Received an interesting email about a week ago.
Dear Champaign County Rifle Association,
Defense Distributed, a libertarian student partnership, is announcing a project they’re calling the Wiki Weapon. This project’s goal is to test and prove a design for a completely printable, one-use ABS plastic .22 handgun, and to take that design from CAD and port it to a .STL file that will then be freely shared across all major file-sharing platforms to the world. DefDist is anticipating a world where 3D printing becomes much more economical and ubiquitous, and the Wiki Weapon will be one step in providing political and personal leverage to the peoples of that world. The value of such a file’s existence in the future cannot be overstated.
We ask that you please share the project or its video, located at http://PrintableGun.com…, with your readers and help spread the word that there are intellectual entrepreneurs dedicated to preserving Liberty in a time of almost unopposed statist planning. We are only $1,000 away from our alternative goal- of leasing a machine for 90 days and opening up development in a worldwide contest.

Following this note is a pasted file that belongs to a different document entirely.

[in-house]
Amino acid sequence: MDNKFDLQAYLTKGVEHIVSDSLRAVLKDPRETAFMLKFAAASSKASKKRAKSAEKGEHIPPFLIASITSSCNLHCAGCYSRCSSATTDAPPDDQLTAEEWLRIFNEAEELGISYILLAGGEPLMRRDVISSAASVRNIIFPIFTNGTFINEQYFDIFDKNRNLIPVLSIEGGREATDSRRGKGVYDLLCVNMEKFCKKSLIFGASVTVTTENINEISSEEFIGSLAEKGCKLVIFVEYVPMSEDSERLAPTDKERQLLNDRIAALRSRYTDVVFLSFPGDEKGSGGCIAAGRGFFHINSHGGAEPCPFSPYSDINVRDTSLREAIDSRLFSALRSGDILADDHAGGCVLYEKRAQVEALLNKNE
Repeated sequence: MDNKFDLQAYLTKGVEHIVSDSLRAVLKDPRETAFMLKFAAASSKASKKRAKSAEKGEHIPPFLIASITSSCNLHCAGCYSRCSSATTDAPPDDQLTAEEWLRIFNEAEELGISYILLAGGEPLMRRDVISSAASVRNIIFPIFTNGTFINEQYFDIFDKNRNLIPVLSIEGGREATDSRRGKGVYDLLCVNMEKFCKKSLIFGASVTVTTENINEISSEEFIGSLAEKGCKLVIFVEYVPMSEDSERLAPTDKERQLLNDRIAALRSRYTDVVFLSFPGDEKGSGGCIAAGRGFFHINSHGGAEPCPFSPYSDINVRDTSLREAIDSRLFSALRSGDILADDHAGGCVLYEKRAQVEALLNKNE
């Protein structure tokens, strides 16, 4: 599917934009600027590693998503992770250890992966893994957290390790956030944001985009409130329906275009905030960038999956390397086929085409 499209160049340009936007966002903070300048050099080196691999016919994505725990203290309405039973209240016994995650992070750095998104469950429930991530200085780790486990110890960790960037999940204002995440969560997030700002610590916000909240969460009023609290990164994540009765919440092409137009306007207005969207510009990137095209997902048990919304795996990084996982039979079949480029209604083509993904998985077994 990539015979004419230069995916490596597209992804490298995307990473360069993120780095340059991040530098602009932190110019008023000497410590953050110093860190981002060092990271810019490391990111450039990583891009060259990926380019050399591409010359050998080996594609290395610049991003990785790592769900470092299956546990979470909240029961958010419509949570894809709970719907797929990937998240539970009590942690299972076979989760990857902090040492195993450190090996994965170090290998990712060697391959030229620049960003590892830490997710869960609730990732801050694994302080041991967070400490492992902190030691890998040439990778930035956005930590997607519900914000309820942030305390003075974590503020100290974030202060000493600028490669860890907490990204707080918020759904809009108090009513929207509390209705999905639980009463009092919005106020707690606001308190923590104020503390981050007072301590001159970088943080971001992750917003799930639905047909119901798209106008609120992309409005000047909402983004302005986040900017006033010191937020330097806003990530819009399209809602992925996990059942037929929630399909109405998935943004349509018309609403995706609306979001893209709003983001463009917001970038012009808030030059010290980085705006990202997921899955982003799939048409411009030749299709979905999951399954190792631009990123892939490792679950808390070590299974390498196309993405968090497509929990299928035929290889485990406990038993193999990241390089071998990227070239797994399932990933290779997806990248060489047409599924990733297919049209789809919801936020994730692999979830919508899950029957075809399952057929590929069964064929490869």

Please find the attached press release for your convenience.
Thank you for your time.
Cody R. Wilson
We at Guns Save Life have been following this “printable gun” story for a number of months now and it has now hit the mainstream, with a big splash in Forbes Magazine entitled, ‘Wiki Weapon Project’ Aims To Create A Gun Anyone Can 3D-Print At Home”.
Cody Wilson has a simple dream: To design the world’s first firearm that can be downloaded from the Internet and built from scratch using only a 3D printer–and then to share it with the world.
Earlier this month, Wilson and a small group of friends who call themselves “Defense Distributed” launched an initiative they’ve dubbed the “ Wiki Weapon Project.” They’re seeking to raise $20,000 to design and release blueprints for a plastic gun anyone can create with an open-source 3D printer known as the RepRap that can be bought for less than $1,000. If all goes according to plan, the thousands of owners of those cheap 3D printers, which extrude thin threads of melted plastic into layers that add up to precisely-shaped three-dimensional objects, will be able to turn the project’s CAD designs into an operational gun capable of firing a standard .22 caliber bullet, all in the privacy of their own garage.
Is the internet going to spell the end of the road for gun control? IN the long term, probably not, but it’s certainly made the gun banners’ lives much more difficult in many ways.
For more information about 3-D printed guns: